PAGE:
Thanks to an eleventh-hour rebound , stocks kicked off the week on a high note yesterday. This morning, however, futures are pointed modestly lower, after China reportedly hampered enthusiasm about a deal to buy Italian debt. Specifically, a Financial Times report suggesting that China will make "significant purchases of Italian bonds and investments in strategic companies" sparked optimism across the globe, but an alleged interview with a Chinese banking official in Market News International indicated the deal was far from done. Against this ambiguous backdrop, investors are taking a relatively cautious approach, with the Dow Jones Industrial Average (DJIA) trading just south of breakeven ahead of the bell.
In earnings news, Cracker Barrel (CBRL - 39.86) said fourth-quarter profit fell 36% to $17.5 million, or 75 cents per share, from $27.4 million, or $1.14 per share, in the year-ago quarter. Excluding items, the restaurateur said it earned $1 per share, topping Wall Street's expectations for a profit of 94 cents per share. Revenue, meanwhile, remained relatively flat at $613 million, falling short of the consensus estimate for sales of $619.9 million. Looking ahead, CBRL expects to earn $4.05 to $4.20 per share in fiscal 2012, compared to analysts' average estimate for a per-share profit of $4.25. However, the company hiked its quarterly dividend by 14% to 25 cents per share and approved a stock buyback plan of up to $65 million.
Elsewhere, Pharmacyclics (PCYC - 10.98) reported an adjusted fourth-quarter loss of $9.1 million, or 15 cents per share, while revenue arrived at $1.39 million. The results fell short of Wall Street's consensus estimates, which called for a slimmer loss of 14 cents per share on $2.7 million in revenue. "While all three of our in-clinic molecules performed admirably, Btk Inhibitor PCI-32765 was in all forms of measurement truly outstanding," said Chairman and CEO Bob Duggan. "We plan to initiate our first Phase III trial for 32765 in this fiscal year ending June 30, 2012."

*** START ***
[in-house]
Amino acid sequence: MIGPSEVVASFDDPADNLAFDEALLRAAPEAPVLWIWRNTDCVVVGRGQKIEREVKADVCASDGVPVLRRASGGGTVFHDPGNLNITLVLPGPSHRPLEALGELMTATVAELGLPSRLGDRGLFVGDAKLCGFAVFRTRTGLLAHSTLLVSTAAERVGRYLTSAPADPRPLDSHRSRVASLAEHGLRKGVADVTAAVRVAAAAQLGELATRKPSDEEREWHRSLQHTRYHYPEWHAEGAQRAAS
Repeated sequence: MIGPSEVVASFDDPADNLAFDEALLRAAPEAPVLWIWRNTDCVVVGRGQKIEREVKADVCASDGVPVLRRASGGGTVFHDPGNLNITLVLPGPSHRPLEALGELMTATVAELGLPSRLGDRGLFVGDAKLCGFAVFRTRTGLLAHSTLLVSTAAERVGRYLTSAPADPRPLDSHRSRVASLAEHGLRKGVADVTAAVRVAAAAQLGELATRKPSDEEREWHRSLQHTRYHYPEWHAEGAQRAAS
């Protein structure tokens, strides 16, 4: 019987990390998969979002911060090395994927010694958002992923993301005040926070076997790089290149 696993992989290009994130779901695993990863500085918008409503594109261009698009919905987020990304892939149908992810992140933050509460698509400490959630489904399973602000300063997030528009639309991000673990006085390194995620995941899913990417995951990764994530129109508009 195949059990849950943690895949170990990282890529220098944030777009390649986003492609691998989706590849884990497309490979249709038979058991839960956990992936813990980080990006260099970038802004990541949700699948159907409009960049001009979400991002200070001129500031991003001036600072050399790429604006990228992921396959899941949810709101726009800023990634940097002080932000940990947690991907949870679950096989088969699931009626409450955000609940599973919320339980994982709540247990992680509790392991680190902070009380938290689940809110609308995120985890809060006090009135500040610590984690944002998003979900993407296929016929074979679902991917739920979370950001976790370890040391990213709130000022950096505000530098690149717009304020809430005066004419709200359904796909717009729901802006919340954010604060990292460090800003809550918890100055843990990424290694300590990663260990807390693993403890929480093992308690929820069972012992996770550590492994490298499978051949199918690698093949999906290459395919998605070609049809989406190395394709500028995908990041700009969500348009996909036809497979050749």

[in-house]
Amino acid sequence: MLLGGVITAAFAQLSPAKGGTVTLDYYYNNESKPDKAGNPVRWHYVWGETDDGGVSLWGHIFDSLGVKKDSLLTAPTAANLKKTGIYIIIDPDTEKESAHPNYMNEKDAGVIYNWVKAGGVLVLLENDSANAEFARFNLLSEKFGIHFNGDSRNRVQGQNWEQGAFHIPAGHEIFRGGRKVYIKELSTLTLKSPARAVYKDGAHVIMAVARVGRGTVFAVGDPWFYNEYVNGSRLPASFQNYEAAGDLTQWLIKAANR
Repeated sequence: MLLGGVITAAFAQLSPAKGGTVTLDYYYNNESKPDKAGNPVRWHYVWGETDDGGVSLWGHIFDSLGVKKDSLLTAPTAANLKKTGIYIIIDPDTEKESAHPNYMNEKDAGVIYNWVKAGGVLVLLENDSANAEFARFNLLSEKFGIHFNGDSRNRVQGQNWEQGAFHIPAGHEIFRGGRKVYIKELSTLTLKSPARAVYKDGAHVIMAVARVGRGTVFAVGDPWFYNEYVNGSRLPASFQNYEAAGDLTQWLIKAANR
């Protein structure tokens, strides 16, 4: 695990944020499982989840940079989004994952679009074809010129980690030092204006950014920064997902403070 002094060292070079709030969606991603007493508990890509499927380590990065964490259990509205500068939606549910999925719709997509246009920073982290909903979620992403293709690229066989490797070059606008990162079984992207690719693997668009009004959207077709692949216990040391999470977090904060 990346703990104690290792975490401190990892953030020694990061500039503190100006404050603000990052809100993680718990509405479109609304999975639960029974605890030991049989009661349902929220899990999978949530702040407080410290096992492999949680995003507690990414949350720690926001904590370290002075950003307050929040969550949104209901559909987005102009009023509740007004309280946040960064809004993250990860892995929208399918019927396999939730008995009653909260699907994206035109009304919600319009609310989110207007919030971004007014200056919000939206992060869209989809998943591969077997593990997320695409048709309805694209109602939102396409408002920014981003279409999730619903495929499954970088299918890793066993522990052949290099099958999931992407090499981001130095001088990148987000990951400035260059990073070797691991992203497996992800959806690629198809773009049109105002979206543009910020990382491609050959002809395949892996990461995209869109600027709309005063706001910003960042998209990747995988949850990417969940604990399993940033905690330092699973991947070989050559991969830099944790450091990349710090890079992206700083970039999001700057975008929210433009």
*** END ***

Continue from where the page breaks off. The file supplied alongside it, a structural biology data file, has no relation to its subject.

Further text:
Finally, Intersil (ISIL - 10.65) last night cut its third-quarter revenue guidance, citing weaker-than-expected demand. Now, the semiconductor concern expects to earn $184 million to $188 million in the current quarter, compared to its previous projections for earnings between $205 million and $213 million. However, CEO Dave Bell offered some words of encouragement. "We now see signs that inventory is stabilizing, with bookings likely recovering to consumption rates during the remainder of the third quarter," he said. Ahead of the bell, the shares of ISIL are up 3.5%.
Today's earnings docket will also feature reports from Best Buy ( BBY ), Majesco Entertainment ( COOL ), K12 Inc. ( LRN ), and PMFG Inc. ( PMFG ). Keep your browser at SchaeffersResearch.com for more news as it breaks.
Today, the government's monthly report on import and export prices, as well as Uncle Sam's latest Treasury budget, is set to hit the Street. On Wednesday, a batch of housing data from the Mortgage Bankers Association ( MBA ), the producer price index (PPI) for August, last month's retail sales figures, business inventories for July, and the usual crude inventories report are on the docket. Thursday features the weekly jobless figures from the Labor Department, the Empire State manufacturing index, the Philly Fed business index, the consumer price index (CPI), and industrial production and capacity utilization for August. Friday wraps up with the preliminary Reuters/University of Michigan consumer sentiment index for September.
Equity option activity on the Chicago Board Options Exchange (CBOE) saw 849,212 call contracts traded on Monday, compared to 610,703 put contracts. The resultant single-session put/call ratio arrived at 0.72, while the 21-day moving average was 0.75.
Stocks in Asia stumbled toward the finish line today, with trading volume still relatively light amid regional holiday celebrations. Early in the session, cautious optimism was inspired by the aforementioned Financial Times report suggesting that China will make "significant purchases of Italian bonds and investments in strategic companies." With the cash-strapped European country in desperate need of a financial lifeline, the news helped Japan's benchmark to a positive finish -- but traders on the Chinese mainland seemed a little less enthusiastic about the plan. By the close, Japan's Nikkei added roughly 1%, while China's Shanghai Composite slipped 1.1%. Markets in Hong Kong and South Korea were closed for holiday.
European indexes are mixed at midday, with traders digesting a potential Chinese "rescue" of Italy. However, French banks are still under heavy pressure, even after BNP Paribas refuted a Wall Street Journal allegation that the bank cannot obtain U.S. dollar funding. The speculation is also weighing on sector peer Societe Generale, which has battled its own liquidity rumors in recent weeks. At midday, the German DAX is up 0.9%, London's FTSE 100 has given up 1.4%, and the French CAC 40 is 0.6% lower.
Currencies and Commodities
The greenback is on the decline this morning, with the U.S. dollar index down 0.5% at last look. Elsewhere, after snapping a two-session losing streak on Monday, crude oil futures have continued their upward momentum, with the front-month contract up 88 cents, or 1%, at $89.19 per barrel. Finally, gold futures have bounced back from yesterday's drubbing, tacking on $2.80, or 0.2%, to flirt with $1,816.10 an ounce.
Unusual Put and Call Activity:
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